Artists

Early Modernism - Unit One - 7 & 5 Society

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Provenance

Sir Michael Ernest Sadler (1861-1943)

Hertfordshire County Council, date of acquisition unknown

Exhibitions

The Brussels International Exposition, British Exhibit of Modern Art, 1935

Literature

Jonathan Black, Edward Wadsworth; Form, Feeling and Calculation, The Complete Paintings and Drawings, Philip Wilson, London, 2005, cat no.312, illus b/w p188 (illustration mistakenly rotated 90 degrees anti-clockwise)

Description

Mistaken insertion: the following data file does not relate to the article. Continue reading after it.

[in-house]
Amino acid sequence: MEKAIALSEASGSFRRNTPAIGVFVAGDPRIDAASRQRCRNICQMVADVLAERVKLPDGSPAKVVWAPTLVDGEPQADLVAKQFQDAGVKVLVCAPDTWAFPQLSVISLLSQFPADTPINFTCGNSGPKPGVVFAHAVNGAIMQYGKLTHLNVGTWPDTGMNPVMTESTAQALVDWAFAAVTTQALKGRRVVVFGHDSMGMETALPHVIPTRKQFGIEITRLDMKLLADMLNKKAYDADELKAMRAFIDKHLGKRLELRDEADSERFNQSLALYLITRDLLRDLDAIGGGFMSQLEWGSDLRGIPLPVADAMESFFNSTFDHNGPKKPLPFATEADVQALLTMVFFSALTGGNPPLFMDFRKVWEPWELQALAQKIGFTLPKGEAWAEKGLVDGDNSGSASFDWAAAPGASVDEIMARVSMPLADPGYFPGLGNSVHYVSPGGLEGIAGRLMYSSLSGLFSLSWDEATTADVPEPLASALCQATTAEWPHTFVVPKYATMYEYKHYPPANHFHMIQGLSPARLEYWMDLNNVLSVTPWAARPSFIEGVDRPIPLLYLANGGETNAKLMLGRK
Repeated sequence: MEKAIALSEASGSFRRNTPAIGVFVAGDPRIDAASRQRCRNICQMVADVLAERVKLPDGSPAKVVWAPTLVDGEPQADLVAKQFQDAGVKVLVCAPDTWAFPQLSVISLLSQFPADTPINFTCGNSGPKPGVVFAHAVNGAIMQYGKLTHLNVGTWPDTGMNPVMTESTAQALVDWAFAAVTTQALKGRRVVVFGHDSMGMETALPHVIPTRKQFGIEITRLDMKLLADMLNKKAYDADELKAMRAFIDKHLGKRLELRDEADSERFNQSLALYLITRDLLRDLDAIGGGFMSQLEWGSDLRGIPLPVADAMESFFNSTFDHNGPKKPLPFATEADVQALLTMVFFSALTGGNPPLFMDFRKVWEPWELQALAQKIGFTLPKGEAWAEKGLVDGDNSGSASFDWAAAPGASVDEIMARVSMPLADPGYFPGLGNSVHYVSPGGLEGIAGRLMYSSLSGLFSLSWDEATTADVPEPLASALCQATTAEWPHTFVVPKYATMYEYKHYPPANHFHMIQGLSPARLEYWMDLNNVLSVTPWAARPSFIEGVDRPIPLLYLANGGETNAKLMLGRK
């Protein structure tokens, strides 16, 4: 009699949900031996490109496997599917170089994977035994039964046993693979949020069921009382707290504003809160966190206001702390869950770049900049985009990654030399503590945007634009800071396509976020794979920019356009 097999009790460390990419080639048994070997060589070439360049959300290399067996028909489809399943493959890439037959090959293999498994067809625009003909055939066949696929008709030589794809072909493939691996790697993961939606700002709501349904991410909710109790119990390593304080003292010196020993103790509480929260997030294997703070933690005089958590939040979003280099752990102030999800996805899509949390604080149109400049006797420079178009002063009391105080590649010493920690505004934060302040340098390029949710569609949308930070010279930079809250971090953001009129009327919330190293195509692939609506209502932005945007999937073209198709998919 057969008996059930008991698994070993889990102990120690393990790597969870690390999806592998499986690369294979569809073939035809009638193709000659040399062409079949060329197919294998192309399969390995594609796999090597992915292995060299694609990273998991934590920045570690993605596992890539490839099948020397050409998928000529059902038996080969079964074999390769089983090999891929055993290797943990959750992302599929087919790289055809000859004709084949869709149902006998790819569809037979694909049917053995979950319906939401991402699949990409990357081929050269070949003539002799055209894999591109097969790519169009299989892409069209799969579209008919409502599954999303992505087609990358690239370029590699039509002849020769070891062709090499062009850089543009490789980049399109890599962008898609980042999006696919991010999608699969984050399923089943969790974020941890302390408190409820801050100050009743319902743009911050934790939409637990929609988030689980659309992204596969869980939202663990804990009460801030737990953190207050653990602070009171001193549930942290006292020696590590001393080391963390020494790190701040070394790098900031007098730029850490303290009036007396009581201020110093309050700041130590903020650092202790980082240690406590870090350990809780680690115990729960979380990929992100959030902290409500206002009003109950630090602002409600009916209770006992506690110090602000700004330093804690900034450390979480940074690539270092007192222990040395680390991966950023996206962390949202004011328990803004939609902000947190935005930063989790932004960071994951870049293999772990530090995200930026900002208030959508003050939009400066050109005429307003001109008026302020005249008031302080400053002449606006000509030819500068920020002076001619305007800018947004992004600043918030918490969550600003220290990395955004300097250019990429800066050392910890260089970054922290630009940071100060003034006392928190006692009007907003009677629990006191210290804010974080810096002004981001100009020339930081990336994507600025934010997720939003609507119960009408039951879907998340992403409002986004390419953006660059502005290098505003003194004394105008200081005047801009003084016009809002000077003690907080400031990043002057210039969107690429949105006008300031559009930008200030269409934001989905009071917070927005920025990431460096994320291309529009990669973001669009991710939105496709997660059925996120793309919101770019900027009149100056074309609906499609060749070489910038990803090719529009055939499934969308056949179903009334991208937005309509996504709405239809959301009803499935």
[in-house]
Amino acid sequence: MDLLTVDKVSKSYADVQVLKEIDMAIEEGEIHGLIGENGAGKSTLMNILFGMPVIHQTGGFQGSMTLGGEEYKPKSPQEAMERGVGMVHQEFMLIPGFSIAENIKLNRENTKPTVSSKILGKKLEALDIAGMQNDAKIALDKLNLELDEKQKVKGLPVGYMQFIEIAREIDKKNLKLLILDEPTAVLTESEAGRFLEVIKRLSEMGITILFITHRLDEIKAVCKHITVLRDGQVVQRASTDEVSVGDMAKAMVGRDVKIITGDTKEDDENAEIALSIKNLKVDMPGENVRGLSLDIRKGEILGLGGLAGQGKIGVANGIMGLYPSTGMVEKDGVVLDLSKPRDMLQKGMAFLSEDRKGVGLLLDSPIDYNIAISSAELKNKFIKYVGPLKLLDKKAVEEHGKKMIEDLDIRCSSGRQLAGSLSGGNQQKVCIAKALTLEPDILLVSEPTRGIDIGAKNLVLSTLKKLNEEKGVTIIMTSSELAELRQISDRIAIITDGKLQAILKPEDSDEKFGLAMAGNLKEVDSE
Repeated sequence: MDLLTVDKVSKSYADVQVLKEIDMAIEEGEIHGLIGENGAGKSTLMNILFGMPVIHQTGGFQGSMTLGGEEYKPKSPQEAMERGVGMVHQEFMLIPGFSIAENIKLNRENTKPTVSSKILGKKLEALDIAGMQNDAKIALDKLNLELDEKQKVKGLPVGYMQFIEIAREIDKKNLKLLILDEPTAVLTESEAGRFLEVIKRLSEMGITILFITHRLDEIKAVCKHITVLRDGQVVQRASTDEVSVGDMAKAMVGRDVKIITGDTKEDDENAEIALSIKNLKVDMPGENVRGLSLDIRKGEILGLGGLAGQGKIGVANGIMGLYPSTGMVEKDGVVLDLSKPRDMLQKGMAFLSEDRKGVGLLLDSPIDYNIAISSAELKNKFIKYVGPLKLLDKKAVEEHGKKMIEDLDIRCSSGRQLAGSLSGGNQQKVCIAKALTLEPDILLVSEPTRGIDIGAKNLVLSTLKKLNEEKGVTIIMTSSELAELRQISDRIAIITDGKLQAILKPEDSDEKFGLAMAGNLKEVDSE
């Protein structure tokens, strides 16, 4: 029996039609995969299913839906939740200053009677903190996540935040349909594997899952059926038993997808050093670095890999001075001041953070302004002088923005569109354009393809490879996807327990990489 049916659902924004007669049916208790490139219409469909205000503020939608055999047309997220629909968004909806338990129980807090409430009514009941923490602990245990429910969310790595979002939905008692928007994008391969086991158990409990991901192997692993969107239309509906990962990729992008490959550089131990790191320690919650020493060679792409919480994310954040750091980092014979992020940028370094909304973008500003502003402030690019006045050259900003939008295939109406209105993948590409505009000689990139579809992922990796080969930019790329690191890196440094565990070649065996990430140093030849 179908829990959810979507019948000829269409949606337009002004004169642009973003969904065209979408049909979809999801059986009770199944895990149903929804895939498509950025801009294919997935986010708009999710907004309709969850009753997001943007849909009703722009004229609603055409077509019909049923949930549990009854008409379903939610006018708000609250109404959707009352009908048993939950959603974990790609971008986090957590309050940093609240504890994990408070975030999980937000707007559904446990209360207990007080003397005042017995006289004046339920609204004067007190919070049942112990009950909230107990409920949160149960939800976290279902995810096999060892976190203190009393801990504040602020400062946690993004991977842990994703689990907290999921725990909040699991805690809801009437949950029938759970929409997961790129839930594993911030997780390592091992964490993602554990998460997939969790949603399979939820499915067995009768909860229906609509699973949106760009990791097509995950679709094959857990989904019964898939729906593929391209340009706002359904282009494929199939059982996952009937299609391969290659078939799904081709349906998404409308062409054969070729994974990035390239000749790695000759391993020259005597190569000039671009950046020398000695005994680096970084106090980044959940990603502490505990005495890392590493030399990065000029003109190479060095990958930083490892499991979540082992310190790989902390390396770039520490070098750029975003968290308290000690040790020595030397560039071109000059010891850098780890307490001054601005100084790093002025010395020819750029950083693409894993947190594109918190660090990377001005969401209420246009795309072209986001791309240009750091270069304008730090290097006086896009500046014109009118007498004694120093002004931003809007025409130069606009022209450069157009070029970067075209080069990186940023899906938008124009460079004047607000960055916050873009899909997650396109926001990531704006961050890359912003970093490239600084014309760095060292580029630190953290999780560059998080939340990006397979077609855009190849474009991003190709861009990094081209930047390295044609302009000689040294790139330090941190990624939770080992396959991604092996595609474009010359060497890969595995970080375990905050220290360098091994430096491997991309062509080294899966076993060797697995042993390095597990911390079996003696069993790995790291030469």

Edward Wadsworth was a key figure in many of the most important British art movements of the first half of the 20th century. In 1913 he helped found the London Group as a new forum for showing stylistically challenging art; in 1914 he worked briefly at Roger Fry’s Omega workshop, before becoming a leading member of the Vorticists, his woodcuts appearing in the first edition of Blast. In the 1920s he was influential in the (French) Rappel à l’ordre and (German) Neue Sachlichkeit movements, which advocated a return to a more neo-classical, realist style of painting; and in the 1930s he was a founder member of two radical abstract movements, Unit One and the Paris-based Abstraction-Création. Wadsworth’s paintings (and indeed his early Vorticist woodcuts), contributed significantly to the language and ideas of each of the artistic collectives to which he belonged, while each evolution in his own style and subjects was connected to the last by his consistently sophisticated sense of pictorial design and meticulous technical execution. By the late 1920s Wadsworth was producing highly finished Surrealist paintings which presented disparate still life objects, often nautical in theme, within imaginary landscapes, see for example the magnificent Bright Intervals/Song of the Sea, 1928, owned by the Swindon Art Gallery. These paintings were executed in egg tempera, a medium which Wadsworth adopted almost exclusively after 1922. In use since ancient times, made from a half-half mixture of pigment and egg yolk, tempera remained in popular use until the 15th century when it became superseded by oils. Tempera painting requires a high degree of technical skill, as, unlike oils, the paint can’t be moved around once it’s been laid down, so needs be applied in quick, light strokes and built up in layers. As such, tempera offers the possibility for a smooth surface of luminous colour, devoid of discernable brushstrokes. In Wadsworth’s oeuvre the absence of the artist’s hand in the finished work and the perfection of his tempera technique adds significantly to the eerie atmosphere of the work, as if the image has somehow arrived fully formed, as in a dream. Jonathan Black notes that Wadsworth was not the only avant-garde painter to use tempera in the 1920s, a number of painters who Wadsworth admired - Eric Kennington, Christopher Nevinson, Otto Dix, George Grosz and Giorgio de Chirico, were also working with the medium in the same period.1 The present work comes from a relatively small group of works, made between 1929 and 1934, in which we find Wadsworth moving into (and, later, back out of) pure abstraction. Composition, Cones and Spirals, 1929 (cat no.261) is the first work in which ‘the objects represented, released from the law of gravitation, whirl about in the void.’2 And so begins a sequence of 33 paintings in which previously anchored still life objects, such as shells and machine parts, are presented floating in space against grounds of flat, vivid colour. In this series, Wadsworth places hard-edged forms - guns, fanning clasp knifes, tape measures and bulldog clips - in complex, interwoven arrangements which recall the rhythms of earlier Vorticist works such as Interior, 1915 (cat no.68). The Scottish National Gallery’s painting Composition–Crank and Chain, 1932 (cat no.293), is the last painting of this kind - a transitional work, in which a pared-down collection of objects has morphed into semi-organic, curvilinear forms. In the immediately following painting, Study for Three Forms, 1932 (cat no.294), the transition from mechanical to organic forms is complete, and in this painting Wadsworth introduces a new formal idea - the pairing of two closely similar forms. Composition on a Blue Ground II, 1933 (and the sister work Composition on a Blue Ground I, 1933 (cat no.311), which has an identical palette of blue, pink and white) belong to this new sequence of 22 paintings, which begins with Study for Three Forms, 1932, and ends with Composition on a Pink Ground/Abstract Forms, c.1933 (cat no.315). The group includes nine paintings titled ‘Dux et Comes’ and five titled ‘Composition’, of which this is one. 'Dux et Comes' is a musical term which translates from the Latin as 'leader and companion'. It refers to parts in a choir in which a leader enters in one key and a companion replies in another, and this theme of ‘leader and follower’ is played out across the series. Of the Dux et Comes paintings, two are in museum collections Dux et Comes I (Rebuff), 1932 (cat no.300) is in the Tate Gallery and Dux et Comes (Minniciando I), 1933 (cat no.304) is owned by the Victoria & Albert Museum. The paintings subtitles - Rebuff, Meeting, Conversational - suggest that the series is an attempt to present human relationships in an abstract language. The Tate’s picture for example, which is subtitled Rebuff, might be read as two abstracted heads in an aggressive confrontation. This idea is confirmed in statements written by Wadsworth, and published in The Studio, CVI, 1933, pp274–6 and Unit One, 1934. The imagery of the Dux et Comes paintings is developed in the smaller series which comprises Composition on a Blue Ground I; Composition on a Blue Ground II, two paintings titled Composition on a Pink Ground and finally, Composition on a Pink Ground/Abstract Forms (cat nos.311-315). In these works, Wadsworth has added ‘wings’ to the forms - suggesting they might be birds – and in some animated zig-zagging lines, which draw the eye rapidly around the picture, setting up a more dynamic relationship between the two figure-forms. While in the Dux et Comes series one form typically mirrors the other, here the two forms are tilted towards each other, suggesting a coming together, which in Composition on a Blue Ground I and II, is further emphasised by the suggestion of faces on the forms. In June 1933, Wadsworth became a founder member of the Modernist collective Unit One, which held its first and only exhibition in April 1934. Internationalist in outlook, the group sought to define what English art might be, or might become, within a culture being rapidly transformed by industrial and technological advances. The exhibition was accompanied by a book Unit One, The Modern Movement in English Architecture, Painting and Sculpture which consisted of statements from each artist in the group and an introduction by poet and critic Herbert Read. Contributing artists included John Armstrong, John Bigge, Edward Burra, Barbara Hepworth, Tristram Hillier, Henry Moore, Paul Nash, Ben Nicholson, Edward Wadsworth and the architects Welles Coates and Colin Lucas. Its members reflected two concurrent strands in contemporary British art – surrealism and pure abstraction – and many, including Wadsworth, Nash and Moore, were consciously working with both. There were often notable parallels between the artists in the group, Wadsworth’s biomorphic, abstract forms for example are comparable to Hepworth’s carving Mother and Child, 1933 (Unit One, p22) and Armstrong’s painting Into the Deep, 1933 (p45). Wadsworth’s statement for the book, reproduced in full below, was accompanied by photographs of the artist, his studio and four abstract paintings dating from 1933, including Composition on Pink Ground (cat no.313). As such, Wadsworth’s text can be considered a direct commentary on the present painting, as he himself underlines: ‘Only that period of my own painting which can be referred to in the accompanying illustrations need be considered here’3 His text begins in revolutionary spirit, ‘We change with age, but without change we are dead.’ He continues, ‘A picture is no longer a window out of which one sees an attractive little bit of Nature: nor is it a means of demonstrating the personal sentiments of the artist: it is itself, it is an object: a new unity expanding the idea of the term ‘beauty’ […] Considered technically, a picture is an affirmation – a statement of plastic facts in space – an adventure – a harmony of balanced relationships stated by the purest (i.e. most economical) means at the artist’s disposal which will be dependent on his mental and spiritual state’. Underlining the modern artist’s requirement to find new subjects, and looking back to his earlier works, he states, ‘The machine is another letter in the painter’s alphabet with a new precision peculiar to itself’. He continues, ‘A picture is primarily the animation of an inert plane surface by a spatial rhythm of forms and colours. It may subsequently contain symbols representing persons and landscapes, but in the first instance the colour will be determined by the character of the shapes [...] I prefer to use the most direct means: the simplest forms and colours (preponderance of black, white, red and blue) and to avoid the equivocal. / Colour, relative to the forms concerned, must be pure - not necessarily bright. It must be functional. One does not want a sauce - not even a good sauce - to conceal the poorness of the meat / The colour must contain the form.’ In November 1933, Wadsworth was given a solo exhibition of his abstract paintings at the Mayor Gallery in Cork Street, London. However, despite the emphatic nature of his Unit One statement, at some point in 1934 Wadsworth made a volte-face and in the painting The World of Happy Days, 1934 (cat no.316), returned to the uncanny, figurative imagery of pre-1929. As such, Composition on a Blue Ground II is one of a very small, but important group of paintings which mark a highpoint in the history of English modernism. 1 Jonathan Black, Edward Wadsworth: Form, Feeling and Calculation. The Complete Paintings and Drawings, Philip Wilson, London, 2005, p45 2 John Rothenstein, Modern English Painters, II: Lewis to Moore, St Martin’s Press, New York, first published 1952, revised 1976, p160 3 Herbert Read (ed.), Unit One, The Modern Movement in English Architecture, Painting and Sculpture, Cassell and Company, London, 1933, pp97-99